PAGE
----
Zimbabwe: Recognising Heroic Lawyering
May 22, 2009
Someone soon has to write a book about the heroic, progressive lawyering that has been done in Zimbabwe over the past few years — along the lines of Richard Abel’s magisterial ‘Politics By Other Means’, about progressive lawyering in South Africa under apartheid. It would be a great book — filled with courageous, indefatigable characters like Alec Muchadehama, Beatrice Mtetwa, Sternford Moyo, Andrew Makoni, Arnold Tsunga, Irene Petras, Gugulethu Moyo and many, many more. Sadly, even as the situation improves in Zimbabwe, human rights lawyers are still facing harassment and intimidation. Alec was arrested last week and two lawyers from Zimbabwe Lawyers for Human Rights, Rose Hanzi and Tawanda Zhuwarara have been charged for allegedly contravening the Criminal Law Act by participating a gathering with “intent to promote public violence, breaches of the peace or bigotry”. Here’s the oped I wrote for Business Day about Alec’s arrest and what it signals for change in Zimbabwe.
When I travel in southern Africa meeting human rights lawyers and civil society activists, whose work often earns them the enmity of their governments, I play a rather perverse, fatalistic game with myself – weighing up which country, if it had to happen, I would prefer to be arrested and detained in. It would have to be Zimbabwe because, despite the almost total collapse of the rule of law in that country, there are few lawyers anywhere in the world more implacable in their quest to see justice done.
One of the finest, Alec Muchadehama, was recently arrested and detained. His wrongdoing, apparently, was only that he had secured the release earlier of three high-profile political prisoners – two senior Movement for Democratic Change (MDC) officials: Gandhi Mudzingwa and Chris Dlamini, and journalist Andrison Manyere. Muchadehama is a lawyer accustomed to having to locate his clients by going from one set of police holding cells to another, circling the perimeter calling their names, hoping he might hear them answer, because the police routinely deny that they have his clients in custody.
In every recent major incident of violence directed at ZANU PF’s political opponents, Muchadehama has struggled to the front lines, putting his own safety at risk so that he might give legal defence — whether it was to the MDC and civil society leadership brutalised by police in March 2007 or to the scores rounded up at MDC headquarters several weeks later, many detained and tortured for several weeks. Last year, when a number of Zimbabwean lawyers, magistrates and prosecutors fled to SA, persecuted in the post-election period for being perceived to be defending the MDC or censuring the ZANU PF-aligned militias, Muchadehama – one of the primary targets – stayed put in Zimbabwe, traversing the country, often with a security tail, as he went to the aid of those assaulted and tortured and the families of individuals who had simply disappeared.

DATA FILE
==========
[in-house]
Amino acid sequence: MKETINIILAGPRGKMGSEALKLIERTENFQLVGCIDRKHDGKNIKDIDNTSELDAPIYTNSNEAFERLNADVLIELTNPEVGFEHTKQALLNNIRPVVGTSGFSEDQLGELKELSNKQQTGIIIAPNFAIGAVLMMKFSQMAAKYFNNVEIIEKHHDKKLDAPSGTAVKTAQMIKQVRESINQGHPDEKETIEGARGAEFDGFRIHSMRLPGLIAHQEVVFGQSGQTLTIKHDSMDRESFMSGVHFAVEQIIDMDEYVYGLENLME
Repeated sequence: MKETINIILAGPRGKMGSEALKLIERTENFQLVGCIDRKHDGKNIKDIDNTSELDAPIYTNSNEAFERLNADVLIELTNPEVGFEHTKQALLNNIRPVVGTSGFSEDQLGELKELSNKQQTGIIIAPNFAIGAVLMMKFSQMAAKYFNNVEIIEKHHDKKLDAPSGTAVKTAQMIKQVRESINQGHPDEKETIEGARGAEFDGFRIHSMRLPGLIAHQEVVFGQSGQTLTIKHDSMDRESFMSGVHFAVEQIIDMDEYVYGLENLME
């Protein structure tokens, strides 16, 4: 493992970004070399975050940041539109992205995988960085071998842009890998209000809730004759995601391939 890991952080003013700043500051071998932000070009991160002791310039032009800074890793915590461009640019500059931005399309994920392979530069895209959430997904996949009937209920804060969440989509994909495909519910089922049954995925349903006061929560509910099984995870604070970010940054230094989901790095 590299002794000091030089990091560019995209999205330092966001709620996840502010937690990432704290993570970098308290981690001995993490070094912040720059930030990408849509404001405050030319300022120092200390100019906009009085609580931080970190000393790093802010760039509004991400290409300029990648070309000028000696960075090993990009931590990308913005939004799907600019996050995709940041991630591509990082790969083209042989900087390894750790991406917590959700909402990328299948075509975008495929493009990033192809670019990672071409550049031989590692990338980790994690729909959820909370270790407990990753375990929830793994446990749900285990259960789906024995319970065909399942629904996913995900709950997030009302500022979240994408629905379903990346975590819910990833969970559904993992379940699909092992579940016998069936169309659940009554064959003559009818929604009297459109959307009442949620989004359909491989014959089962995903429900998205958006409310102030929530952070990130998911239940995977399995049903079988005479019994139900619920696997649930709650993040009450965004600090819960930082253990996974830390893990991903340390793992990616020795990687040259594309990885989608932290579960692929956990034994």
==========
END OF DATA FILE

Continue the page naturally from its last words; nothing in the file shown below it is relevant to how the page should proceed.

This isn’t the first time that Muchadehama has been arrested. In May 2007, in remarkably similar circumstances, Muchadehama and his law partner, Andrew Makoni, were arrested and their offices raided – a tactic intended to intimidate and stop them defending MDC members detained on trumped-up charges of terrorism. The Law Society of Zimbabwe bravely protested about their arrests, earning several prominent lawyers, including society president, Beatrice Mtetwa, savage beatings at the hands of the police. Still, it showed that, if Muchadehama and Makoni are exceptionally brave lawyers, they find a number of like-minded peers in the Zimbabwean legal profession. Two years later, and despite a new transitional government, Muchadehama finds himself in the same situation – arrested in retaliation for defending people facing spurious charges of terrorism.
For those watching developments in Zimbabwe, praying that the country is now finally on its way, Muchadehama’s arrest will be hoped to be an aberration; the desperate shuddering of an old structure making way for a new. It is far more encouraging to focus on what has been gained: that food and basic commodities are now more easily available to Zimbabweans; that cholera is being curbed. But these humanitarian accomplishments are not the making of any semblance of a democratic state. It is said that democracies are nations of laws, not men. In Zimbabwe, the outlines of democracy will not even begin to show until men such as Muchadehama can practise law, can defend those who are accused of political crimes, without the fear that they themselves will be arrested and harassed.